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Using Dependency Injection in .NET Core Console Apps

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Using Dependency Injection in .NET Core Console Apps

Did you know it's possible to use the DI container from ASP.NET Core in any .NET project? You can make use of the container from within any kind of .NET Project!

· Integration Zone
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The Dependency Injection (DI) Container used in ASP.NET Core is not limited to ASP.NET Core. You are able to use it in any kind of .NET project. This post shows how to use it in an .NET Core Console application.

Create a Console Application using the dotnet CLI or Visual Studio 2017. The DI Container is not available by default, but the IServiceProvider is. If you want to use an Custom or third party DI Container, you should provide an implementation if an IServiceProvider, as an encapsulation of a DI Container.

In this post, I want to use the DI Container used in the ASP.NET Core projects. This needs an additional NuGet package, Microsoft.Extensions.DependencyInjection (currently, it is version 1.1.0).

Since this library is a .NET Standard Library, it should also work in a .NET 4.6 application. You just need to add a reference to Microsoft.Extensions.DependencyInjection.

After adding that package, we can start to use it. I created two simple classes that are dependent of each other to show the how it works in a simple way:

public class Service1 : IDisposable { 
  private readonly Service2 _child; 

  public Service1(Service2 child) { 
    Console.WriteLine("Constructor Service1"); 
    _child = child; 
  } 

  public void Dispose() { 
    Console.WriteLine("Dispose Service1"); 
    _child.Dispose(); 
  } 
} 

public class Service2 : IDisposable { 
  public Service2() {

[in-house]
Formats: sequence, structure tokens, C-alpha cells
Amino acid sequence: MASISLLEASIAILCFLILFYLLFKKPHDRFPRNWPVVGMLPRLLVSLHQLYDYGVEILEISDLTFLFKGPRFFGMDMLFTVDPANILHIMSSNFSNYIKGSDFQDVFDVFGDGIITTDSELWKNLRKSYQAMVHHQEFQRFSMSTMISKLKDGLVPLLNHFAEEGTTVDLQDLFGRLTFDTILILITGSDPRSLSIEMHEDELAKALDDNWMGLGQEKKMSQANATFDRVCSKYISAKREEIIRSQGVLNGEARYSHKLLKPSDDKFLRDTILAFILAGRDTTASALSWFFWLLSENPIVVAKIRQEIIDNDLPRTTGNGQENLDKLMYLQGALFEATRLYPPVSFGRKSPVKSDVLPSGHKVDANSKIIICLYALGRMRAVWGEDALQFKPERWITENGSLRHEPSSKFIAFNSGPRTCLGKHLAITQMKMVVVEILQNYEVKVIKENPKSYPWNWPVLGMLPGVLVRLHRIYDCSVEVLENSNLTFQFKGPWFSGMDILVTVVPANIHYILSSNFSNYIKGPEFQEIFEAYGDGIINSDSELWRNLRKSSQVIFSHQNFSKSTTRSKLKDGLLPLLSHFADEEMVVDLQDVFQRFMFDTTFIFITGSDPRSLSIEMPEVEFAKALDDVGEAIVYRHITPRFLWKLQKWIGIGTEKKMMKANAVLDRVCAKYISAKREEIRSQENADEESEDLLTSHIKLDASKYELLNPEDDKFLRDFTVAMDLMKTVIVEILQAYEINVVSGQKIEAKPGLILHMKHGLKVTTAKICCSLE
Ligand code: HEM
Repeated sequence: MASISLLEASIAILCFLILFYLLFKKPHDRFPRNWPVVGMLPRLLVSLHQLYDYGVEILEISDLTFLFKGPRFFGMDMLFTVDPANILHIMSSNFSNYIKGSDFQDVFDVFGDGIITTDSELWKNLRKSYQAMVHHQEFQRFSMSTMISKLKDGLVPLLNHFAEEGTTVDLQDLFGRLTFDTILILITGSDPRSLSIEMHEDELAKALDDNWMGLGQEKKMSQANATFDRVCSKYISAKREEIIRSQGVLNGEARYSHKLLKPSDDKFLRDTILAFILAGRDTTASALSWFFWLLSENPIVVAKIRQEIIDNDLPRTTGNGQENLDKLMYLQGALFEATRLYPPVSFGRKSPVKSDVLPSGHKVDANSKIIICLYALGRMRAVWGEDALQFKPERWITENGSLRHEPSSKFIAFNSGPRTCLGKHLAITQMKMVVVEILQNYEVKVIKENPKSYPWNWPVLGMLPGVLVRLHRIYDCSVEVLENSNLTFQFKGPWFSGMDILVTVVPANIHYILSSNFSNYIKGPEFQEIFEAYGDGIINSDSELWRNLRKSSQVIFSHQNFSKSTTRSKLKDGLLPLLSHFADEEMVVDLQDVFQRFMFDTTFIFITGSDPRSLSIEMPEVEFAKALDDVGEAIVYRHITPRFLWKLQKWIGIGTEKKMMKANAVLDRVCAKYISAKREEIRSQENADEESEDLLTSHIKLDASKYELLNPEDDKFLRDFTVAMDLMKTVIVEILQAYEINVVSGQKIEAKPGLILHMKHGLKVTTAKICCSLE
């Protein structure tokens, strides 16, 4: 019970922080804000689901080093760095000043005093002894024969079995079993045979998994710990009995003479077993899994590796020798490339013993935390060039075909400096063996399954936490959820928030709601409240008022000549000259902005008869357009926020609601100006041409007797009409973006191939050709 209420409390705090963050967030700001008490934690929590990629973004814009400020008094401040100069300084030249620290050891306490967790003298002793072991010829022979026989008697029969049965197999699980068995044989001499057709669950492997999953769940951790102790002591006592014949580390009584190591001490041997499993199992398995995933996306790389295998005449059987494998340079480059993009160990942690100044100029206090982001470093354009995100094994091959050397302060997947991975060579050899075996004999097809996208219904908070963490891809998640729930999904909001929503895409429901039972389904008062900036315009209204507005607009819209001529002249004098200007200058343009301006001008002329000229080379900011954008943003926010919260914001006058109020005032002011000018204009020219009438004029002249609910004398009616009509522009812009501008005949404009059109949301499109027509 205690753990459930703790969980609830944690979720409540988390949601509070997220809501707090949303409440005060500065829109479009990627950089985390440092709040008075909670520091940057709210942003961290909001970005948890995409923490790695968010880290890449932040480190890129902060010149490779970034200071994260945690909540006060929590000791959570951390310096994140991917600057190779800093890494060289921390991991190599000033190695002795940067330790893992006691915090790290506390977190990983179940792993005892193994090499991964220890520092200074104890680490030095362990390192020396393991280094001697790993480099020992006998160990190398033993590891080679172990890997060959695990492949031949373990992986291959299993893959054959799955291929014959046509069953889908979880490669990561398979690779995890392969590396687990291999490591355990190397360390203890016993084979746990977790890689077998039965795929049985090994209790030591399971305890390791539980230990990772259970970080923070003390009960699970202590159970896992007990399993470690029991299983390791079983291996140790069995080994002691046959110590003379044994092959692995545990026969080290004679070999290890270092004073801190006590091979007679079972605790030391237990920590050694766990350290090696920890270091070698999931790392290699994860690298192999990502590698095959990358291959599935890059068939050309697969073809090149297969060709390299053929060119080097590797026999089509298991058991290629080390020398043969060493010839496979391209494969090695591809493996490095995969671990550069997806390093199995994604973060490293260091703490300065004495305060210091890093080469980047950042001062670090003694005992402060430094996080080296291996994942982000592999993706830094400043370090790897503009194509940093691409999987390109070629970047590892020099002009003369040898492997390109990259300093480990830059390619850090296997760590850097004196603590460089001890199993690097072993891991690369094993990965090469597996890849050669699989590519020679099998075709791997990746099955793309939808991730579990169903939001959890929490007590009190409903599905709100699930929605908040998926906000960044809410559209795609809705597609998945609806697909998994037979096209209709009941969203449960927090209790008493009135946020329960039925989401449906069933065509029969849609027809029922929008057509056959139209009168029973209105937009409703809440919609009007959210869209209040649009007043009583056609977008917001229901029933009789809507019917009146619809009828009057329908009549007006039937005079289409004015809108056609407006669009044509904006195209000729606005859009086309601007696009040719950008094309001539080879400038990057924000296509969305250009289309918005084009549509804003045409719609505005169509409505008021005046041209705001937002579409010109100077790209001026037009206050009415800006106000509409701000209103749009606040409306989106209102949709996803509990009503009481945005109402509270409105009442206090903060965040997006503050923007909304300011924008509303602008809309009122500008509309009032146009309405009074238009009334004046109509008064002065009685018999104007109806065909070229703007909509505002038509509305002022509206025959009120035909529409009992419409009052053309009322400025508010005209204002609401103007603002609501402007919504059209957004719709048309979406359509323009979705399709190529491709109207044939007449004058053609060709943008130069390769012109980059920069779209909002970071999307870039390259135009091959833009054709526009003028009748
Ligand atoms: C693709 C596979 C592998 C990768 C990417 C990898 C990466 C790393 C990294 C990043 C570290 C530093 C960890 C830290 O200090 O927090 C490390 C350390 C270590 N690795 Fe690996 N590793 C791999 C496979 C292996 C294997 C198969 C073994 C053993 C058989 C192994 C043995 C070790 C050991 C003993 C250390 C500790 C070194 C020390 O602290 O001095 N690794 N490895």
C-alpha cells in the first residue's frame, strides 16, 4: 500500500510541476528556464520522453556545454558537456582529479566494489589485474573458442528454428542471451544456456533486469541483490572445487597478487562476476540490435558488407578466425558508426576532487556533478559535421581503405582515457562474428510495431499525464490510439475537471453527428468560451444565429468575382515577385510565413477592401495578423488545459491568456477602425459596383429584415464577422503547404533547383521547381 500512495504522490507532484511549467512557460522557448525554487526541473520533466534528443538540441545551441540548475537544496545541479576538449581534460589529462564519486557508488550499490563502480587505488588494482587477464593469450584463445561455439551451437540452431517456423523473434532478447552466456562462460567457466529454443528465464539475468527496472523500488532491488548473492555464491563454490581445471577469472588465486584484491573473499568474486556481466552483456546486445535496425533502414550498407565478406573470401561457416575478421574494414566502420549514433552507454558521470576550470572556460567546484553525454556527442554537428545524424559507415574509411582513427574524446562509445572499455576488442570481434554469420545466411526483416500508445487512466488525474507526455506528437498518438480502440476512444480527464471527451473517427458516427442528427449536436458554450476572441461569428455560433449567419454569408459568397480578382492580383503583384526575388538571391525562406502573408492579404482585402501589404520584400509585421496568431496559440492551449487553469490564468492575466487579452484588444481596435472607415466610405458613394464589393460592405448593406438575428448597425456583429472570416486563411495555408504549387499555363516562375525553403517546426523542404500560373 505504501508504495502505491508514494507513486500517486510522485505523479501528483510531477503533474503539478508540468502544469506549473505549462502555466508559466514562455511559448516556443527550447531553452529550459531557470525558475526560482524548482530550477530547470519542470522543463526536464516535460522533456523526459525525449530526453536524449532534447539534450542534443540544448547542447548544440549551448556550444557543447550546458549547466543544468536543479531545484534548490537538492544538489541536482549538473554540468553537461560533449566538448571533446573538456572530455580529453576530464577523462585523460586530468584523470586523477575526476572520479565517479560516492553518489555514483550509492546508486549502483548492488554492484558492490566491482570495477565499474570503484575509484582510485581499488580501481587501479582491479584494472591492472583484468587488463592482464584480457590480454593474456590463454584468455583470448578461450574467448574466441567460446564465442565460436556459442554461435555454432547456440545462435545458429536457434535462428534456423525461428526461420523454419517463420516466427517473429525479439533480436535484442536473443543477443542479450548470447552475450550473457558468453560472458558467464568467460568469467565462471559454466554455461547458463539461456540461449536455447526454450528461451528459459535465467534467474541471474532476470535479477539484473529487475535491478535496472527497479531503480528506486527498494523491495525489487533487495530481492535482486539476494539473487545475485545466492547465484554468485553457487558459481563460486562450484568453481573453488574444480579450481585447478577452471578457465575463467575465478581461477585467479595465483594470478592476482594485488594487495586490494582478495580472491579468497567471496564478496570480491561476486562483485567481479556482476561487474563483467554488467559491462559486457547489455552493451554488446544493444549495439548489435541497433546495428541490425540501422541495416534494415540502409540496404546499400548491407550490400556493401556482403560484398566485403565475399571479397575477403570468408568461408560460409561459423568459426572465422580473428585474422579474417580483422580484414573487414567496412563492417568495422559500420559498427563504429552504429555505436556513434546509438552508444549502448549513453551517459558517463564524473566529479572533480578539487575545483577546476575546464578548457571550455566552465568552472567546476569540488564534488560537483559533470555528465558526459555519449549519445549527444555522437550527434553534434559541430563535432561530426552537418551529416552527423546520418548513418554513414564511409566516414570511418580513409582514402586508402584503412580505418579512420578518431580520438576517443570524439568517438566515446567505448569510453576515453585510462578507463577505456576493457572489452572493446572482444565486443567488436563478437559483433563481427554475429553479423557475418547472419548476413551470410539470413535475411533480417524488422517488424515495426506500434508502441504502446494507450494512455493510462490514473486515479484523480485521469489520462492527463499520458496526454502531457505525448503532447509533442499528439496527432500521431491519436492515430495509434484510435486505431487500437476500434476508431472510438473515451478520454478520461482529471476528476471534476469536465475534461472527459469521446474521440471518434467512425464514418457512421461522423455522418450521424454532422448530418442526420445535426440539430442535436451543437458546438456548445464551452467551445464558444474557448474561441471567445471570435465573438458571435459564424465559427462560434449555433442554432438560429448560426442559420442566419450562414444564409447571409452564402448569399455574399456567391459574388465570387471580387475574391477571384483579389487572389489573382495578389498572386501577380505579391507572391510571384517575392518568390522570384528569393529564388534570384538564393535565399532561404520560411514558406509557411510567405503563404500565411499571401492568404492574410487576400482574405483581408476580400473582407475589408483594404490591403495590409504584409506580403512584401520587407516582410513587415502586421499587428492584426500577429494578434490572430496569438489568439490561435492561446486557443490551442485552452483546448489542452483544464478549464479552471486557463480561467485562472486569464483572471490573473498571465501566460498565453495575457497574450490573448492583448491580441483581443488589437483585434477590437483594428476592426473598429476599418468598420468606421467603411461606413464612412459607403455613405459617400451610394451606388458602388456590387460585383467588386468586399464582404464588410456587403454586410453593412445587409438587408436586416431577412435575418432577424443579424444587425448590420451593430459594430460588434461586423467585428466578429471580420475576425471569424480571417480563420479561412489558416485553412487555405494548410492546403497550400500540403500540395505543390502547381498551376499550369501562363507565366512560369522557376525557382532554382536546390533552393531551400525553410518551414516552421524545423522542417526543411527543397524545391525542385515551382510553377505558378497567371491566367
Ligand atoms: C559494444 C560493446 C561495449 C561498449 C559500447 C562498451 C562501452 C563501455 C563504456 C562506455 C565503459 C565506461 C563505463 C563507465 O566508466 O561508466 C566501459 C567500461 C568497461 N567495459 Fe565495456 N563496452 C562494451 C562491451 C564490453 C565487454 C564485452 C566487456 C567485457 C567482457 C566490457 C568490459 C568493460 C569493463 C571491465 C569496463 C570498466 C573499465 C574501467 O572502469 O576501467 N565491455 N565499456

Console.WriteLine("Constructor Service2"); 
  } 

  public void Dispose() { 
    Console.WriteLine("Dispose Service2"); 
  } 
} 

Usually, you would also use interfaces and create the relationship between this two classes instead of the concrete implementation. Anyway, we just want to test if it works.

In the static void Main of the console app, we create a new ServiceCollection and register the classes in a transient scope:

var services = new ServiceCollection(); 
services.AddTransient<Service2>(); 
services.AddTransient<Service1>(); 

This ServiceCollection comes from the added NuGet package. Your favorite DI container possibly uses another way to register the services. You can now share the ServiceCollection to additional components who want to share some more services in the same way ASP.NET Core does with the AddSomething (i.e., AddMvc())) extension methods.

Now, we need to create the ServiceContainer out of that collection:

var provider = services.BuildServiceProvider(); 

We can also share the ServiceProvider in our application to retrieve the services, but the proper way is to use it only on a single entry point:

using (var service1 = provider.GetService<Service1>()) { 
  // so something with the class 
} 

Now, let's start the console app and look at the console output:

As you can see, this DI container works in any .NET Core app!

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Topics:
asp.net core ,dependency injection ,integration ,tutorial ,.net ,console application

Published at DZone with permission of Jurgen Gutsch. See the original article here.

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